Media Arts Program

Wednesday, November 15, 1995

Co-sponsored/co-presented by:
The Department of Media Study and the Department of Architecture, University at Buffalo (UB)

Screening & Panel Discussion

Presented at:
Center For the Arts (CFA) Screening Room 112, University at Buffalo, North Campus

CEC ArtsLink artist-in-residence Maria Zmarz-Koczanowicz will present her controversial 1994 documentary My Road to Feminism, which will be followed by a panel discussion. My Road to Feminism includes interviews with UB professors Isabel Marcus, Claire Kahane, Elizabeth Kennedy, and Carolyn Korsmeyer, who, along with professors Elizabeth C. Cromley and Carol Zemel, visited Poland in 1994 for a month as part of the UB/Jagiellonian University Exchange Program. This film provoked a great deal of discussion when it was shown on Polish television, because of the open manner in which the women talked about their personal and professional lives. Panelists will include Professor Elizabeth C. Cromley, Chair, Dept. of Architecture; Professor Claire Kahane, Dept. of English; Professor Elizabeth Kennedy, Dept. of American Studies; Professor Carolyn Korsmeyer, Dept. of Philosophy; Professor Isabel Marcus, UB Law School; Professor Carol Zemel, Dept. of Art History; and UB Exchange Scholar Margaret Lisowska-Magdziarz, Dept. of Journalism, Jagellonian University, Krakow, Poland. The panel will be moderated by Professor Tony Conrad, Dept. of Media Study, and will be followed by a reception.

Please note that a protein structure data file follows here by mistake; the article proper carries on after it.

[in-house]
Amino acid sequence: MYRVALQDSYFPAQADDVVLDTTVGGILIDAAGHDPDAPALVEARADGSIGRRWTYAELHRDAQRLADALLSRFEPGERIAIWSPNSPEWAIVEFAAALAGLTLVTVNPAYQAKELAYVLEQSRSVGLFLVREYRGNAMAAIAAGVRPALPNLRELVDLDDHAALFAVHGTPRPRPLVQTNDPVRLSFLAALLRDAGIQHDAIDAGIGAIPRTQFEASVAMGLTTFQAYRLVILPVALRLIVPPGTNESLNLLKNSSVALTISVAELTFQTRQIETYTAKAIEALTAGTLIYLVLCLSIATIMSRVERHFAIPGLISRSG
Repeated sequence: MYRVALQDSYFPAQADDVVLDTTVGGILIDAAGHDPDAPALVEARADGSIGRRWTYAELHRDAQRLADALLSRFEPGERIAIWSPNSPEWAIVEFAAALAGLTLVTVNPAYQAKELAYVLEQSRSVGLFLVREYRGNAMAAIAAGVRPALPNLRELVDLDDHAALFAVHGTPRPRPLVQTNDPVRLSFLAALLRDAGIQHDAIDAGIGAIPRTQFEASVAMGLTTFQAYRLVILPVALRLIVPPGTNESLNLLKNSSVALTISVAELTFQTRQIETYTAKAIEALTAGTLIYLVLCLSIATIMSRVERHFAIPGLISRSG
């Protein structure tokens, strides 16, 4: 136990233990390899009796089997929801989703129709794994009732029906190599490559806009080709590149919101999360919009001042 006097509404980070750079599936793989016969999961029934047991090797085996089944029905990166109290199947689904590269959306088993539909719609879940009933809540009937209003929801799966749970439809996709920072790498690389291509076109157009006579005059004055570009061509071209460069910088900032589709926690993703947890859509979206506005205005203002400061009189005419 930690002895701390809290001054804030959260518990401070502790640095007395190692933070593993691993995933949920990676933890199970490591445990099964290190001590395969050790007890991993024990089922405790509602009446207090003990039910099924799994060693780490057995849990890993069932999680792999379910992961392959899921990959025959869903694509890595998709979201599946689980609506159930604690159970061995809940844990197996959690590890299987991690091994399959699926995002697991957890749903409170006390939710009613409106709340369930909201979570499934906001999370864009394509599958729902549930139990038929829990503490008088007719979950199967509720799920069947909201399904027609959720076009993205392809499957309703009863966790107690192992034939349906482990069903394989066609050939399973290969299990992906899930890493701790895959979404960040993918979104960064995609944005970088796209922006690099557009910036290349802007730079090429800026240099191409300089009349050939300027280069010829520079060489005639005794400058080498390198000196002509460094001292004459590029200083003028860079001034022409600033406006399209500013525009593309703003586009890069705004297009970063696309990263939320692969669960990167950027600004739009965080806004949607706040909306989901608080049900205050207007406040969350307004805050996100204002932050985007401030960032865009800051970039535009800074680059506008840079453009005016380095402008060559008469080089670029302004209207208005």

Some publications related to this event:
November and December, 1995, and January, 1996 - 1995

t: 716-854-1694
f: 716-854-1696

Tues.—Fri. 11-6
Sat. 11-2
Sun. & Mon. closed

from Jan. 10, 2020
through Feb. 28, 2020

Sarah Sutton
Knots and Pulses

This exhibition by Ithaca-area artist Sarah Sutton will feature a series of monochromatic oil paintings that combine representational imagery with distortions and abstractions that create scenarios in flux. They are essentially landscape paintings, but Sutton's treatment of the landscape toys with its sense of space and the notion of the built vs. the natural environment.

Katie Bell
Abstract Cabinet

Katie Bell’s exhibition is a site-specific installation conceived of as a one-act drama starring anonymous artifacts. Functioning like a theatrical set, the gallery holds static characters that reference the interior architecture of corporate and commercial spaces. Sculptural objects are often fractured or untethered to a contextual structure. Functioning as a whole, the individual artefacts are a nod to players on a stage, held captive in space and time.